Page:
Some records are confidential and are still under the control of the issuing county official or department until such time as they may be open for public scrutiny.  Permission from authorizing officials must be obtained before access to these records will be granted.

 Our Volunteers

     We currently have four dedicated volunteers who assist us with the processing and organizing of records: Starla Dougan, Helen Johnson, and Elizabeth Shaw, all of Jackson; and Sandra Kelly of Henderson. We have also hosted interns from Union University to assist us and earn class credit.

     We welcome more volunteers and interns who are interested in preserving Madison County history; please contact assistant archivist Lorri Skelton for more information on becoming a volunteer and archivist Tom Aud for information on serving as an intern.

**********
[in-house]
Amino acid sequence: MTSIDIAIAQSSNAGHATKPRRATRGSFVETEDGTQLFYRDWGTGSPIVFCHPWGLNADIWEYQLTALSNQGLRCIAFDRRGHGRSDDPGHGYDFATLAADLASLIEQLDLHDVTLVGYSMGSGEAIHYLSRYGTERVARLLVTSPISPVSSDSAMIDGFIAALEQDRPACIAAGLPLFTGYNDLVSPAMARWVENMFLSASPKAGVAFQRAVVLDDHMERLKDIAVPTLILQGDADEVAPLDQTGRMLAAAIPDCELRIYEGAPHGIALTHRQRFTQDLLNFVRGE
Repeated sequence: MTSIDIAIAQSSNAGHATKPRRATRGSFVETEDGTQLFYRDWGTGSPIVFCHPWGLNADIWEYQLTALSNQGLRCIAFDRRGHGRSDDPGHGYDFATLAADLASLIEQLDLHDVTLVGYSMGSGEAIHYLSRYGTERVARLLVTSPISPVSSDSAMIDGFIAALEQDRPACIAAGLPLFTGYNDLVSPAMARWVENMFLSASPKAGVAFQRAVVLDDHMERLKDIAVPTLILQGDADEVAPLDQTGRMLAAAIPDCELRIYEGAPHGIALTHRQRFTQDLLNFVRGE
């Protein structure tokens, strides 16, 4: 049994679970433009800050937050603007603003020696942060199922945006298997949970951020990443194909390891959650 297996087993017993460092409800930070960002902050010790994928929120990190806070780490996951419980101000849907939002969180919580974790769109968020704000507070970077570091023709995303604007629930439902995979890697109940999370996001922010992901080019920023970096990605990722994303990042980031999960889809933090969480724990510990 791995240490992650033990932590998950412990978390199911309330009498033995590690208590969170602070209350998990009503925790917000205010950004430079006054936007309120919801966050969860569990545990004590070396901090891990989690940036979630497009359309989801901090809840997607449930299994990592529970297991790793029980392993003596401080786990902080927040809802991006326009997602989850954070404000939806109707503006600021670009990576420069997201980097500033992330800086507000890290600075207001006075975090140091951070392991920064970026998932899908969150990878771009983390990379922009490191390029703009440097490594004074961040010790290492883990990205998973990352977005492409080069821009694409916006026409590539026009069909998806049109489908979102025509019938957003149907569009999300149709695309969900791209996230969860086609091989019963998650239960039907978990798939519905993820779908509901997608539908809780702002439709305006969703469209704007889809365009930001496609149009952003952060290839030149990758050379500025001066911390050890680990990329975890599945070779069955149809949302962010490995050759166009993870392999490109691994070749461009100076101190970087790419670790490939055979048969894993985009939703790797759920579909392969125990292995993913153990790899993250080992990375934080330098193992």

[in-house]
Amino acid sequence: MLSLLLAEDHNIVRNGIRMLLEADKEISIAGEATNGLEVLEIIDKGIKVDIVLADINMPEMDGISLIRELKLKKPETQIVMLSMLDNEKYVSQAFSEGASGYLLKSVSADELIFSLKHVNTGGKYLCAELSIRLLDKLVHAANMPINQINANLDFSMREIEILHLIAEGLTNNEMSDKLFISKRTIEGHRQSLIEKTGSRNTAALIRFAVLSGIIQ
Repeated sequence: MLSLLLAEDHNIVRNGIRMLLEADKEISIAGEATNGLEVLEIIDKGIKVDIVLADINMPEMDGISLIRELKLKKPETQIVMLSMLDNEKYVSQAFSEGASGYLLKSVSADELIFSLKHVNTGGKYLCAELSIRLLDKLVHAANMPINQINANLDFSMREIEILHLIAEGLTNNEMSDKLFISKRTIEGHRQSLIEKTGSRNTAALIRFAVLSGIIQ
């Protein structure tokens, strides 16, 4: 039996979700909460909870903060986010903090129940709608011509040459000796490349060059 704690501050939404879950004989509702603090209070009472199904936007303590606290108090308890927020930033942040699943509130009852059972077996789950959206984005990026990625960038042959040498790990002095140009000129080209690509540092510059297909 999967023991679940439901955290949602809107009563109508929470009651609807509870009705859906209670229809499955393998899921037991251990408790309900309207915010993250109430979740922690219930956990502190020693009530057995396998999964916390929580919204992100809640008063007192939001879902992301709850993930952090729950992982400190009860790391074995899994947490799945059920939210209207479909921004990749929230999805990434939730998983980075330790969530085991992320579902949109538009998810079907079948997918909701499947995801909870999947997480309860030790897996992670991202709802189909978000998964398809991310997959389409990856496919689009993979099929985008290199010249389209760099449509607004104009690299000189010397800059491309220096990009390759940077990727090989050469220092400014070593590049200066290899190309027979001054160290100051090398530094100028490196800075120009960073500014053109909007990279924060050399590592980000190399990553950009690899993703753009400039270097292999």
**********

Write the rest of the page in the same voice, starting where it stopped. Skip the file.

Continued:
Please click the links below to learn more about us and our mission.

April 2016 Brochure.pdf April 2016 Brochure.pdf
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  • Letter from 1930 stating importance of keeping county records
societyofcolonialwars.pdf societyofcolonialwars.pdf
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  •  Letters of commendation

darletter.tif darletter.tif
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  • Articles about us in The Jackson Sun
stategrantawardarticle.pdf stategrantawardarticle.pdf
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grantawardarticle.pdf grantawardarticle.pdf
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archivesmontharticle.tif archivesmontharticle.tif
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  • Information on Tennessee's Replevin law, courtesy of the Tennessee State Library and Archives.
replevin brochure.pdf replevin brochure.pdf
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About Us

Archivist - Thomas L. Aud
     Monday & Friday, 9:00 AM - 4:00 PM
     Wednesday, 9:00 AM - 11:15 AM

Assistant Archivist - Lorri Skelton
     Monday - Thursday, 9:00 AM - 4:00 PM

Assistant - Paulette Fairchild
     Tuesday & Thursday, 9:00 AM - 4:00 PM
     Wednesday, 9:00 AM - 1:30 PM